Seven Methods Of Killing Kylie Jenner
Royal Court Upstairs, London ★★★★✩
BILLIONAIRE make-up mogul Kylie Jenner probably didn’t know it. But according to black, radical student Cleo (Danielle Vitalis), when Jenner tweeted pictures of her enhanced pout she was contributing to the ‘systemic dehumanisation of the black female body’ while affirming the ‘idolatry of white womanhood’. Or to put it another way, she was racist.
In this electrifying two-hander by newcomer Jasmine Lee-Jones, Cleo’s research, and her life too, is defined by the white exploitation of the black female form.
For her, Jenner’s unwitting crime was made worse by the fact she describes herself as ‘a self-made billionaire’ (despite being Kim Kardashian’s half-sister), to which Cleo — aka @INCOGNEGRO — responds with the waspish reply: ‘YT [whitey] woman born into rich American family somehow, against all odds, gets more rich…’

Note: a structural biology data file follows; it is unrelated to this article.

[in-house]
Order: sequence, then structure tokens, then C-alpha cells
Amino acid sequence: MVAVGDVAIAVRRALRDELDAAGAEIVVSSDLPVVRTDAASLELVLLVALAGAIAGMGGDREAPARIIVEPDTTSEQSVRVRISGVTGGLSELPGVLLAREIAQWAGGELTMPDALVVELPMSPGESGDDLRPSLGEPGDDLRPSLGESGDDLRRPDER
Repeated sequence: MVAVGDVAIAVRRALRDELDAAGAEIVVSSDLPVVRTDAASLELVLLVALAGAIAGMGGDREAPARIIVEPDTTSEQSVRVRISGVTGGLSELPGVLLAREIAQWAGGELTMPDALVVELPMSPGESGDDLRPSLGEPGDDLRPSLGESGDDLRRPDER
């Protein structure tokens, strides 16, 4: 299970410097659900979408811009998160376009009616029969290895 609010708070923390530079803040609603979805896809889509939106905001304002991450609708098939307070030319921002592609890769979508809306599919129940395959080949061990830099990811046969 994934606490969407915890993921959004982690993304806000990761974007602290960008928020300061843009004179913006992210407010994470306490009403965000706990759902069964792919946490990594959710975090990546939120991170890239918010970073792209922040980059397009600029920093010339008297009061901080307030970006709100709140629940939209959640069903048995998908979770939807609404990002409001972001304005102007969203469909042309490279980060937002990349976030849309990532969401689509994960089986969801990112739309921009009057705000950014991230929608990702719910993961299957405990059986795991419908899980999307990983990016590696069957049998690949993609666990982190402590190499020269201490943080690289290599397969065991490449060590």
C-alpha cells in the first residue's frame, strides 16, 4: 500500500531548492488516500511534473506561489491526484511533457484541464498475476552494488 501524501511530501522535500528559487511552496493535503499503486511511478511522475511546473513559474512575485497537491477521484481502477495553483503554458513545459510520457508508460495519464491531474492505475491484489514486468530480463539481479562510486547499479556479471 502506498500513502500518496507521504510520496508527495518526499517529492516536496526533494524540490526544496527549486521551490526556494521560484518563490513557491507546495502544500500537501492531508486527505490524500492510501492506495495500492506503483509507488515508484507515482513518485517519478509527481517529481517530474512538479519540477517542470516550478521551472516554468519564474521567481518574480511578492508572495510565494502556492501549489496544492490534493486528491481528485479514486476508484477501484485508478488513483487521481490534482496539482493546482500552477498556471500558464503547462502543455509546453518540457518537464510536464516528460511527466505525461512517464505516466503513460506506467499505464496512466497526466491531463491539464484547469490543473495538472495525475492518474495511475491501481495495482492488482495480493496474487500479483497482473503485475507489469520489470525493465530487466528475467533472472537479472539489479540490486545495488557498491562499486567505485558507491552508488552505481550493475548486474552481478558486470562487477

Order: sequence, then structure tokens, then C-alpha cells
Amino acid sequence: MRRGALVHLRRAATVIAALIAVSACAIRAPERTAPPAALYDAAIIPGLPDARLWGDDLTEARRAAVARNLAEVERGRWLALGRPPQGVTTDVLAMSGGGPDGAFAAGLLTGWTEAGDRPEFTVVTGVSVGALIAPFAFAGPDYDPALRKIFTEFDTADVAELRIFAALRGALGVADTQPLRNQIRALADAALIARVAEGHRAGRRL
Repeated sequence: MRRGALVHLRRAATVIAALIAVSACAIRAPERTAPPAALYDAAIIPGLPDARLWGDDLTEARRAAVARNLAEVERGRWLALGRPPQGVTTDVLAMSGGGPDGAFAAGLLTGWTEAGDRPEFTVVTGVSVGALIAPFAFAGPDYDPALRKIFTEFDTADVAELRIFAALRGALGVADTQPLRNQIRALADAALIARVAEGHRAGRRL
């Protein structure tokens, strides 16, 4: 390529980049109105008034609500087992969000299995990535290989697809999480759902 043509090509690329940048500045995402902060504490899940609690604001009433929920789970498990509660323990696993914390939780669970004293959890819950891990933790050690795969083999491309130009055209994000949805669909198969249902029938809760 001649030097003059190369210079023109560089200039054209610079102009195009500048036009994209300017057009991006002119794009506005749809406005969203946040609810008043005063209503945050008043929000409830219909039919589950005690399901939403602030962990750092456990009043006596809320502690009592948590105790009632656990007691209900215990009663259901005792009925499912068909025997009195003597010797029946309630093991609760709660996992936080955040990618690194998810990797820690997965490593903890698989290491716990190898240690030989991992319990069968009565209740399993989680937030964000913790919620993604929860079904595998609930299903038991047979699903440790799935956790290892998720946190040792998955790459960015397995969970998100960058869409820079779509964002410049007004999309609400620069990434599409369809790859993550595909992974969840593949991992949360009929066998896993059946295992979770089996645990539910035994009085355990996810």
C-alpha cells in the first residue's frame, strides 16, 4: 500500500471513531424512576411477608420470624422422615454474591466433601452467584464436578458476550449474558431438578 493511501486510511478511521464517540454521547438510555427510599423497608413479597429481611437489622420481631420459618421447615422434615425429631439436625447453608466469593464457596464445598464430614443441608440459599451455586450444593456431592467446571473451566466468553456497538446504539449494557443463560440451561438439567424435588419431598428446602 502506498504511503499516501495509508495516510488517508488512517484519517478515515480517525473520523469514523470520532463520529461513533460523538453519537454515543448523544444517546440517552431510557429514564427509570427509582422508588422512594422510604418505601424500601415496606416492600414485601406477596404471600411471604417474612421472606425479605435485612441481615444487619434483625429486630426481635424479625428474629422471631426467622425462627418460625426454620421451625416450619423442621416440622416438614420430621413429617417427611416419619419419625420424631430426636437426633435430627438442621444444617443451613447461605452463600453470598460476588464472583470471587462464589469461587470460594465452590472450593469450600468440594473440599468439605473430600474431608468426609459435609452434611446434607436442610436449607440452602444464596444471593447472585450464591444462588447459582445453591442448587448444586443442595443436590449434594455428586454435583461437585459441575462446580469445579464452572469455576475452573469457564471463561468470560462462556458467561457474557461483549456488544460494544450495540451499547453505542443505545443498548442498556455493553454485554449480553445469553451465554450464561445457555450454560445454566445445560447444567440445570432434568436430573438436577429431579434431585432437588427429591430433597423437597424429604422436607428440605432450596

Next up, Cleo’s Twitter handle is listing ways in which Jenner and all she represents can be killed. Much to the horror of her lover, best friend and fellow ‘black femme’ Kara (Tia Bannon), this attracts the scary trolls of every racist redneck with a mobile phone.
To say that this play is supercharged by the politics of race just doesn’t do it justice. In addition to the politics of whites appropriating the black female form, and how some make shedloads of money out of it, it also takes on the inter-black politics of lighter and darker skin, straight and natural hair, straight and gay sexualities.
Milli Bhatia’s muscular production cleverly distinguishes between real life and the Twittersphere — the tweets and emojis from the latter possess both Vitalis and Bannon like evil spirits.
But the two worlds become indistinguishable when the heroines trade insults and the acronyms fly with the ferocity of a Twitter storm.
So this is also a heads-up on how we may all end up ranting at each other face-to-face — delivering not only death threats to Kylie Jenner, but sounding the death knell for society itself.